Shaw University Welcomes record-breaking Freshman
University welcomed more than 600 new students to campus Friday, setting a
record for the largest freshman class in six years. Last year, 402 freshmen
converged on campus.
my Class of 2020, I have been eagerly awaiting this day,” Shaw President
Tashni-Ann Dubroy told the crowd filling seats underneath a double-tent. “You
have no idea how excited I am about all the wondrous accomplishments that I
know are forthcoming.”
Allen feels the excitement too. “I’m going to do good,” the 18-year-old said,
adding she was sold on Shaw after an “interesting” visit with a university
recruiter at her high school in Salisbury.
“I have to do it one way or the other. I’ve got to make it out. I have
to show people I can do what they thought I couldn’t do.”
grandmother blended in with other parents and grandparents who milled around
campus, looking as curious as their offspring about their new surroundings.
Dorothy Allen, however, was no novice. “I’m used to it,” she said. “This is my
third grandchild to go off to school, so I’m not going to cry. I’m only two
hours away, and I know I can always come to see my granddaughter.”
incoming class is the first I will see blossom from young adults into global
change agents, who leave our campus to create significant social impact that
makes our world a better place,” said Dubroy, who celebrated her one-year
anniversary at the university’s helm August 1.
“You are the class who will witness the
implementation of our strategic plan EPIC VISION 2020, and you will witness the
transformation of our campus, from our buildings to our academic offerings and
from our servant leadership to our continued spiritual growth.”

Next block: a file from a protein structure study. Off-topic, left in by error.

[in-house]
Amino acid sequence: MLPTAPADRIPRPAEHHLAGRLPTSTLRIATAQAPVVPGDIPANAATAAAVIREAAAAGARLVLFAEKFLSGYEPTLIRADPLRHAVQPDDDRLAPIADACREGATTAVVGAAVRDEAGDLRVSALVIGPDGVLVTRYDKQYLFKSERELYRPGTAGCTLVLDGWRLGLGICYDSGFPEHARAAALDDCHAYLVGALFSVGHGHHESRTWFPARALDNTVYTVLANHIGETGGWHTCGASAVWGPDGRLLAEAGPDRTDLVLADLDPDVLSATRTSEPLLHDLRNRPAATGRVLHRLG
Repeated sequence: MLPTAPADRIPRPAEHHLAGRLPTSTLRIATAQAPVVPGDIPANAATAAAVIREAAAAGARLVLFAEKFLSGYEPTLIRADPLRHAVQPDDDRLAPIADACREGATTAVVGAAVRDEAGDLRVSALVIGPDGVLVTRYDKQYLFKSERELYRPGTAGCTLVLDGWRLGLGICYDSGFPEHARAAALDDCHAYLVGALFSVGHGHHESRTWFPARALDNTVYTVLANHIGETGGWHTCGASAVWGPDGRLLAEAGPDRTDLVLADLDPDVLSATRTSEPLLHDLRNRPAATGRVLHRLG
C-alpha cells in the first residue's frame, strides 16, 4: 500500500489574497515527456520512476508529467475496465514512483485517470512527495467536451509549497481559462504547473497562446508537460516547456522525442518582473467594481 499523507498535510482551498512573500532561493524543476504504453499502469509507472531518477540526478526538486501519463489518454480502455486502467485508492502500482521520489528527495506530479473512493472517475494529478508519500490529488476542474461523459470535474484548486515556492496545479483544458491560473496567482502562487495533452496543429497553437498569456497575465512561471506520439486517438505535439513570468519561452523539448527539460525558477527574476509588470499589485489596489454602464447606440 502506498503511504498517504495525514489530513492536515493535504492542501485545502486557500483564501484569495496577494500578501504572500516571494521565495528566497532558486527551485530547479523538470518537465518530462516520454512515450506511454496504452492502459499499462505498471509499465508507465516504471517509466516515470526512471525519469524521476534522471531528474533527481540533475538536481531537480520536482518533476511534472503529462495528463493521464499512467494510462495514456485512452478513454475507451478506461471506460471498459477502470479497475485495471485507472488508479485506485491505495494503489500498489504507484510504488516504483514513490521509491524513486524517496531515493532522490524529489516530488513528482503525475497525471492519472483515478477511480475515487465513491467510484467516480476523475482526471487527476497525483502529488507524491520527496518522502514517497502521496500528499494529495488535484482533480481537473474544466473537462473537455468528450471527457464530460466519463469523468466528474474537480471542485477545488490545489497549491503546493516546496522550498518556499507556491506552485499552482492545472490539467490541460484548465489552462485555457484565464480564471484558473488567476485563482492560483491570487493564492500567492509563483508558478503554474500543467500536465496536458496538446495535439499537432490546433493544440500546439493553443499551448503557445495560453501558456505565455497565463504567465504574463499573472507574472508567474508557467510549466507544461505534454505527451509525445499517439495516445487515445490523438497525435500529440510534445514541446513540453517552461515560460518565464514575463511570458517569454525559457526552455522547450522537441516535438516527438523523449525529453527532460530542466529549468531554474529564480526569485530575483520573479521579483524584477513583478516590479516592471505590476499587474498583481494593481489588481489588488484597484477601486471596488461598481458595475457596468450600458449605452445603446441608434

credits the shattered records to the university’s enrollment management team,
which funneled an unprecedented 9,000 applications. She also notes an
intentional effort to use technology to drive the recruitment process. Not only
were students able to apply online, but the “robust online portal” also made it
possible for transcripts to be electronically uploaded and opened lines of
communication between Shaw and high school guidance counselors across the
globe, she said. Response to notifications was significant, Dubroy added.
thankful,” said Anthony Brooks, Shaw’s Chief Enrollment Officer who joined Shaw
in September 2015. “Shaw deserves it. It’s the oldest HBCU in the South, and
over the years has earned a reputation for being a top producer of minority
professionals. This year’s enrollment is proof we are continuing that legacy
and keeping that promise for generations to come.”
Adams learned all she needed to learn about Shaw through its online portals
from her home in Charleston, SC. “It’s a good school,” she said while resting
with her family during move- in day. As she looked towards the center of campus
bustling with students, parents and activity, from hoisting boxes to grooving
to music, she seemed to imagine herself at home.
both excited and nervous,” said Adams, 18. “I’m nervous about being in new
surroundings and excited about continuing my education, about entering a new
level of school.”
and her new classmates are entering a new Shaw that has gone through a summer
of restructuring and transformation. Along with those changes, Dubroy announced
in July the reinstatement of faculty and staff pay after having instituted a
salary reduction initiative requiring temporary five to seven percent and ten percent
pay cuts to boost financial sustainability.
not that Shaw University intends to bloat its expenditures,” Dubroy said. “We
are actually using some of the cost-savings to reinvest in our faculty and
staff because in Shaw’s most dire time of need, they invested in us.”
couldn’t be a more perfect backdrop,” Dubroy said, as she welcomed new students
and start a new academic year. “This is one of our biggest days,” she said.
“It’s really about energizing the base and getting everyone excited about the
sequel, EPIC Pt. 2, the second year of EPIC VISION 2020. We’re turning the
what Michael McMillian seeks from Shaw: “Growth and experience,” said McMillan,
18 and a graduate of Durham’s City of Medicine Academy. “It’s a Historically
Black College, and it has great classes in the field I’m interested in –